You often hear cholesterol being thrown around in health articles or in your conversations with your physician. What exactly do your cholesterol levels mean for you heart health? Let’s break it down.
Cholesterol can affect your heart health because it circulates through your blood stream. If your body has too much cholesterol, it could build up and form plaque that develops into blockages in your arteries. This could result in inadequate blood flow to the heart, which could lead to coronary heart disease.
So how do you protect yourself? There are two cholesterol measurements in the blood stream that should be monitored, LDL and HDL. LDL is bad cholesterol. HDL is good cholesterol. When your LDL levels are high, this is when you are at risk of forming plaque in your arteries. The American Heart Association has listed the following ways to lower your LDL levels:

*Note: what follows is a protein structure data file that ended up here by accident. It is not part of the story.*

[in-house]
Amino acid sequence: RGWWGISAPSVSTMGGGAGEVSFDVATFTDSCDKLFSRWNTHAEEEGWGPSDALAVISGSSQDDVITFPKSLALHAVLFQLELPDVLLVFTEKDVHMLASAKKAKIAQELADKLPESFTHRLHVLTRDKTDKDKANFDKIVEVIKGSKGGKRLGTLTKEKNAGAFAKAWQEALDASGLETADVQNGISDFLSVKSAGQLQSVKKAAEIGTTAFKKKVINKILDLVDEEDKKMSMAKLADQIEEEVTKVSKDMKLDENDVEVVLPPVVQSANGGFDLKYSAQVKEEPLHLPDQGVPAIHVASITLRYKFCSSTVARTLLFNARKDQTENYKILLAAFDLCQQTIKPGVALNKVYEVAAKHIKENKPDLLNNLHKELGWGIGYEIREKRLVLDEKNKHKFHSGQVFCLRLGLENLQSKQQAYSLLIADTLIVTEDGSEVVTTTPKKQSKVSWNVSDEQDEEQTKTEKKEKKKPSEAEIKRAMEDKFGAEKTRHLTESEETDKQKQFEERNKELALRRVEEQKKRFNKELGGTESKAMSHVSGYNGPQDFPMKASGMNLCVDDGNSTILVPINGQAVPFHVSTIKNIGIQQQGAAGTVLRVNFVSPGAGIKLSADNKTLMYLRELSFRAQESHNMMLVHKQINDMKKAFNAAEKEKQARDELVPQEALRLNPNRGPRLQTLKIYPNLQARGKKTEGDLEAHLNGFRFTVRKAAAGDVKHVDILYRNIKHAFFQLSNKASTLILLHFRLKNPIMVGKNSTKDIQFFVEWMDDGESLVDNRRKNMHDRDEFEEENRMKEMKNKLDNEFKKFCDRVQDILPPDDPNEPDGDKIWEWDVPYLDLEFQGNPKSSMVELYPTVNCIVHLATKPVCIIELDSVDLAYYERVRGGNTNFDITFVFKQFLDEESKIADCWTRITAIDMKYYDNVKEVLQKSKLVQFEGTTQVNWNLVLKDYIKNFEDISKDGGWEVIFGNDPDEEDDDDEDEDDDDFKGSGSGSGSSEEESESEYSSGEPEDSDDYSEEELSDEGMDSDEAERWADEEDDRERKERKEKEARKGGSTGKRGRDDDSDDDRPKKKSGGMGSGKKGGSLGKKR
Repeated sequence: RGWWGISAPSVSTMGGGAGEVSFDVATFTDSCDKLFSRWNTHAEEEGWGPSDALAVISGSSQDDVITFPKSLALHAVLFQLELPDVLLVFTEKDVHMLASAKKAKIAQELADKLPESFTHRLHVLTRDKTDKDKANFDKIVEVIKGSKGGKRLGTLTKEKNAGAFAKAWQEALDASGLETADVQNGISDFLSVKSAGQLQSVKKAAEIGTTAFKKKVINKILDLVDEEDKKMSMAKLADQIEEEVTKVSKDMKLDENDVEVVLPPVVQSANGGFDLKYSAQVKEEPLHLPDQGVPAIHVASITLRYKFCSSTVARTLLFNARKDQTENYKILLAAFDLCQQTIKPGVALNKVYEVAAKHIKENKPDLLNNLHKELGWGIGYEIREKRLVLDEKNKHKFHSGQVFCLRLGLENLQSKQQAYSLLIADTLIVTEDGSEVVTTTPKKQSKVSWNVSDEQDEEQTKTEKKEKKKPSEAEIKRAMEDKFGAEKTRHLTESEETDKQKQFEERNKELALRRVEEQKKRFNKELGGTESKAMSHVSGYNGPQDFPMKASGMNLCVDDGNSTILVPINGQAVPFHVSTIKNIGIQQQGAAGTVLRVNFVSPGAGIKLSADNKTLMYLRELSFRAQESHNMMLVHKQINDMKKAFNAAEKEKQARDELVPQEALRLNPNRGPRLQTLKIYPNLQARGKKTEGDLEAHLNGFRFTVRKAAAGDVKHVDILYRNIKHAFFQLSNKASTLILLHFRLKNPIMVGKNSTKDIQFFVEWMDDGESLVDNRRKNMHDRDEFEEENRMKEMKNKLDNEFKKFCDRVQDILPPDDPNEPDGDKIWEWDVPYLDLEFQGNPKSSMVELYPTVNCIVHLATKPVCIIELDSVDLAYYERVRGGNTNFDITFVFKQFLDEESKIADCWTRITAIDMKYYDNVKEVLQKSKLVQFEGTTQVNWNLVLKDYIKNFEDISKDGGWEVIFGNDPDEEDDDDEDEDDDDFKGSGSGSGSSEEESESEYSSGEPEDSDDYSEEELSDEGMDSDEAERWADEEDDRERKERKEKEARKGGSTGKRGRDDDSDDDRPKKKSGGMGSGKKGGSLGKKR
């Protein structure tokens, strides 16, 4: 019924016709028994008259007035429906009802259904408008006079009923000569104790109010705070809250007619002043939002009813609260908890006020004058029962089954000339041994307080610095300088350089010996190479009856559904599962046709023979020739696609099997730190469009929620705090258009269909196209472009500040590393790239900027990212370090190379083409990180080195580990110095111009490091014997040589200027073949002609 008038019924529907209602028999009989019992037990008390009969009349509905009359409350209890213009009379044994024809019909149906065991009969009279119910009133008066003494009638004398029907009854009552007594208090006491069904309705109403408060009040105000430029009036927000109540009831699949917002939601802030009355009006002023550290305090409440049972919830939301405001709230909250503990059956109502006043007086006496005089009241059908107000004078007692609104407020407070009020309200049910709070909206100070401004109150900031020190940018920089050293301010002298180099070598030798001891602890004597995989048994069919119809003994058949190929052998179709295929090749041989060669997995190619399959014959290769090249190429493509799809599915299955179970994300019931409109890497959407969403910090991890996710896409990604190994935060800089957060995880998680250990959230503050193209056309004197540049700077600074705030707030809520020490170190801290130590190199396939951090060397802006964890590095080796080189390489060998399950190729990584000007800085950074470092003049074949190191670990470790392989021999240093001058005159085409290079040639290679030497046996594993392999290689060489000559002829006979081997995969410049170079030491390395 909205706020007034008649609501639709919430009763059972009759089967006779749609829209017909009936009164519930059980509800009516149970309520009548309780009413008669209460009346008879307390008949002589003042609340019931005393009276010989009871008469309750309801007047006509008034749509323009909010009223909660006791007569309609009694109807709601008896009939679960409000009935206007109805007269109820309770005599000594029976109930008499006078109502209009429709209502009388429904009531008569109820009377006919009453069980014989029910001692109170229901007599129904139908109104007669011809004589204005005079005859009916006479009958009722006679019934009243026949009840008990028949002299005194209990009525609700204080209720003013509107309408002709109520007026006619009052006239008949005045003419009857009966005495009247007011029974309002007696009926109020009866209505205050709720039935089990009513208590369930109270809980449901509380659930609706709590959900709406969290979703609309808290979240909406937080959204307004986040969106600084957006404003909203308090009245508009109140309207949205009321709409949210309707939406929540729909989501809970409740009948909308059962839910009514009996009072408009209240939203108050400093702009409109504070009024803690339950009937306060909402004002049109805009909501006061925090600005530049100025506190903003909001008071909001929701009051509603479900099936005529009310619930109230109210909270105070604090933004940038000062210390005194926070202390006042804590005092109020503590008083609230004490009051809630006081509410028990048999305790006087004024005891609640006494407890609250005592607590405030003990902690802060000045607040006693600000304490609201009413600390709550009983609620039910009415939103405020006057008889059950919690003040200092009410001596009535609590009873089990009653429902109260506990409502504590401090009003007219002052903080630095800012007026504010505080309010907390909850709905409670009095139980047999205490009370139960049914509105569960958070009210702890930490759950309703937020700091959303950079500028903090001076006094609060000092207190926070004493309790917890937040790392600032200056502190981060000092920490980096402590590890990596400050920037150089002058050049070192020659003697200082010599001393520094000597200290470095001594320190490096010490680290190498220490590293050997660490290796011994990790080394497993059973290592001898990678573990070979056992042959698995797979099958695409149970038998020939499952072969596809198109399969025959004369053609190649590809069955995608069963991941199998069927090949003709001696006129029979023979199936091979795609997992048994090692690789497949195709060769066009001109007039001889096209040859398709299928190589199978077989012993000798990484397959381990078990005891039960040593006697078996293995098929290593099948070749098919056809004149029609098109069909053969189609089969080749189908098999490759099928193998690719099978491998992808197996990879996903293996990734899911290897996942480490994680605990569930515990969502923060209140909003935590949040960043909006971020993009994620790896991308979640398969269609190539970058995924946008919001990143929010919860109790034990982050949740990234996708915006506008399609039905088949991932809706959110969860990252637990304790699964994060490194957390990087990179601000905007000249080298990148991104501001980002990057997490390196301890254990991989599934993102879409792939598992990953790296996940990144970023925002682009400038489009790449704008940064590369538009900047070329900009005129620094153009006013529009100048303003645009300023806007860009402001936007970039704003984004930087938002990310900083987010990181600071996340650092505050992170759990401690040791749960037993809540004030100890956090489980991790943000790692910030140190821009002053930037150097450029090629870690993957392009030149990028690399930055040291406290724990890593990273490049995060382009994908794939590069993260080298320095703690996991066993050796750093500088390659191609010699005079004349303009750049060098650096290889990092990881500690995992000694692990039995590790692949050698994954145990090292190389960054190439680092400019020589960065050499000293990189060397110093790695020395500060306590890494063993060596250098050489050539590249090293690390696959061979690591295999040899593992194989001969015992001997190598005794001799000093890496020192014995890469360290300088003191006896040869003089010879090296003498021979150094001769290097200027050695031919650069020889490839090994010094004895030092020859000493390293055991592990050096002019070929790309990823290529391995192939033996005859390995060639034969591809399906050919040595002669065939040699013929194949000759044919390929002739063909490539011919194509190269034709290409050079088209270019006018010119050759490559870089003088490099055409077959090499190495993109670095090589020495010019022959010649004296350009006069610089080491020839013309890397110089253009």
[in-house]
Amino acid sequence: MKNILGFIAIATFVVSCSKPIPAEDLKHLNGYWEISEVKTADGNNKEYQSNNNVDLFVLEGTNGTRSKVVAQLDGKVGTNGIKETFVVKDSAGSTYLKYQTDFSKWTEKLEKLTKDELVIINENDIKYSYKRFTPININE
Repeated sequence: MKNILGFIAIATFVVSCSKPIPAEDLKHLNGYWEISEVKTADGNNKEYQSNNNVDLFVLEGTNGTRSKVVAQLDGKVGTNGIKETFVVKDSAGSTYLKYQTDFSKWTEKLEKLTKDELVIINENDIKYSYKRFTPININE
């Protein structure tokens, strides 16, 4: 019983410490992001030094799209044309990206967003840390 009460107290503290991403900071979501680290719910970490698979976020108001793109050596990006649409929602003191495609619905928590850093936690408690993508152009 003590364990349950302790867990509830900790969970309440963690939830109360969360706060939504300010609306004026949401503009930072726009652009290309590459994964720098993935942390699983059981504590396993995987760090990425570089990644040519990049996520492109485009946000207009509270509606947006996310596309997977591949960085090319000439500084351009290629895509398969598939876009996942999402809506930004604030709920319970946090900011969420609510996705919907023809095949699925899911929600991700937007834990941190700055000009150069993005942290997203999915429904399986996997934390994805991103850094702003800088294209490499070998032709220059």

Exercise a total of at least 150 minutes a week – this can be as simple as five 30 minute walks a week, or any cardio activity of your choice.
- Stop smoking – take the time to discuss quitting techniques with your doctor. There are tools such as skin patches, chewing gum, and lozenges to help you quit. The benefits of quitting far outweigh the challenge of it.
- Lower trans-fat intake – trans-fats will be listed as “partially hydrogenated oils” on food labels. These fats are mostly found in highly processed foods such as fried foods, cookies, margarine, etc.
- Weight loss – According to Mayo Clinic, losing just five to ten pounds can lower your cholesterol. A healthy diet combined with weight loss is an effective way to take charge of your LDL levels!
With these techniques, you can lower your LDL (bad) and increase your HDL (good) cholesterol. You will also feel the overall benefits of living a healthy, active lifestyle!